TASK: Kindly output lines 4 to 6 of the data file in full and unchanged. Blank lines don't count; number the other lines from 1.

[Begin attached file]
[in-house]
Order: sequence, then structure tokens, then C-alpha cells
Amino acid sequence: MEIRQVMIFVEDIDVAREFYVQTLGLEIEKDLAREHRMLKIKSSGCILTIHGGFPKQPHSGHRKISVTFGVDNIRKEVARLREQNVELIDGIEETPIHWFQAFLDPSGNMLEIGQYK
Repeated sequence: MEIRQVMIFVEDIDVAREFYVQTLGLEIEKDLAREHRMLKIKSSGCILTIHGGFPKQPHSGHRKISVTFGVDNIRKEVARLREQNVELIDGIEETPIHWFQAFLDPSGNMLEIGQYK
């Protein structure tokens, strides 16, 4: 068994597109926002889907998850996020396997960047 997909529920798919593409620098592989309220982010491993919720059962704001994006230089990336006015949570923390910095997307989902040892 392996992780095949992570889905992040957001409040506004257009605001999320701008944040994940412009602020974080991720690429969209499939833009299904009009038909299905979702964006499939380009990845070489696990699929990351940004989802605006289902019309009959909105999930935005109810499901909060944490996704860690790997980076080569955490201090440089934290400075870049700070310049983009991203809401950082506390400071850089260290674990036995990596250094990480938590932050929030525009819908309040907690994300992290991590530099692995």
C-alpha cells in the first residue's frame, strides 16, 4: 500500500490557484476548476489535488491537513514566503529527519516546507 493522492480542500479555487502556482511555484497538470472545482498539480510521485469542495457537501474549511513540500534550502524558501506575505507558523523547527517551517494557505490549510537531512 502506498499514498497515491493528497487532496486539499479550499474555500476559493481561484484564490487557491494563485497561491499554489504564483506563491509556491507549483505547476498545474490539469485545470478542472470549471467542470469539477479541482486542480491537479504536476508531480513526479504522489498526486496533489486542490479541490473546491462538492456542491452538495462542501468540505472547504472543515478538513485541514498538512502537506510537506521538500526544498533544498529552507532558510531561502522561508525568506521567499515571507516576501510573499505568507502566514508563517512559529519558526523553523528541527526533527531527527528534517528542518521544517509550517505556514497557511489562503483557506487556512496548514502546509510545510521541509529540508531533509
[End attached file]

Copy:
Repeated sequence: MEIRQVMIFVEDIDVAREFYVQTLGLEIEKDLAREHRMLKIKSSGCILTIHGGFPKQPHSGHRKISVTFGVDNIRKEVARLREQNVELIDGIEETPIHWFQAFLDPSGNMLEIGQYK
């Protein structure tokens, strides 16, 4: 068994597109926002889907998850996020396997960047 997909529920798919593409620098592989309220982010491993919720059962704001994006230089990336006015949570923390910095997307989902040892 392996992780095949992570889905992040957001409040506004257009605001999320701008944040994940412009602020974080991720690429969209499939833009299904009009038909299905979702964006499939380009990845070489696990699929990351940004989802605006289902019309009959909105999930935005109810499901909060944490996704860690790997980076080569955490201090440089934290400075870049700070310049983009991203809401950082506390400071850089260290674990036995990596250094990480938590932050929030525009819908309040907690994300992290991590530099692995």
C-alpha cells in the first residue's frame, strides 16, 4: 500500500490557484476548476489535488491537513514566503529527519516546507 493522492480542500479555487502556482511555484497538470472545482498539480510521485469542495457537501474549511513540500534550502524558501506575505507558523523547527517551517494557505490549510537531512 502506498499514498497515491493528497487532496486539499479550499474555500476559493481561484484564490487557491494563485497561491499554489504564483506563491509556491507549483505547476498545474490539469485545470478542472470549471467542470469539477479541482486542480491537479504536476508531480513526479504522489498526486496533489486542490479541490473546491462538492456542491452538495462542501468540505472547504472543515478538513485541514498538512502537506510537506521538500526544498533544498529552507532558510531561502522561508525568506521567499515571507516576501510573499505568507502566514508563517512559529519558526523553523528541527526533527531527527528534517528542518521544517509550517505556514497557511489562503483557506487556512496548514502546509510545510521541509529540508531533509